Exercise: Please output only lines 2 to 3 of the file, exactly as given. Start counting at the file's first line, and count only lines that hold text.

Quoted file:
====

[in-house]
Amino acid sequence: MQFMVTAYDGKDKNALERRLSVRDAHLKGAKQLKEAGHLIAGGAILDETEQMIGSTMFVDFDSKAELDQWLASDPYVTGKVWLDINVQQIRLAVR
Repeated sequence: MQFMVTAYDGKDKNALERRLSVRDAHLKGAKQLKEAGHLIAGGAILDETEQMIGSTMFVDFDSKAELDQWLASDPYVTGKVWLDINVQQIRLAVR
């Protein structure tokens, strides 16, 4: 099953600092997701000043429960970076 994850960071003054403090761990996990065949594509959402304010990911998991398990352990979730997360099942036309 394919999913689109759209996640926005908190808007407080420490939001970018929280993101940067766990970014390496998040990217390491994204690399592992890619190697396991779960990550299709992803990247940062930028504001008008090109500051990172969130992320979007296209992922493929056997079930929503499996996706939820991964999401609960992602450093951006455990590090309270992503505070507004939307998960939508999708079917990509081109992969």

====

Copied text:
Amino acid sequence: MQFMVTAYDGKDKNALERRLSVRDAHLKGAKQLKEAGHLIAGGAILDETEQMIGSTMFVDFDSKAELDQWLASDPYVTGKVWLDINVQQIRLAVR
Repeated sequence: MQFMVTAYDGKDKNALERRLSVRDAHLKGAKQLKEAGHLIAGGAILDETEQMIGSTMFVDFDSKAELDQWLASDPYVTGKVWLDINVQQIRLAVR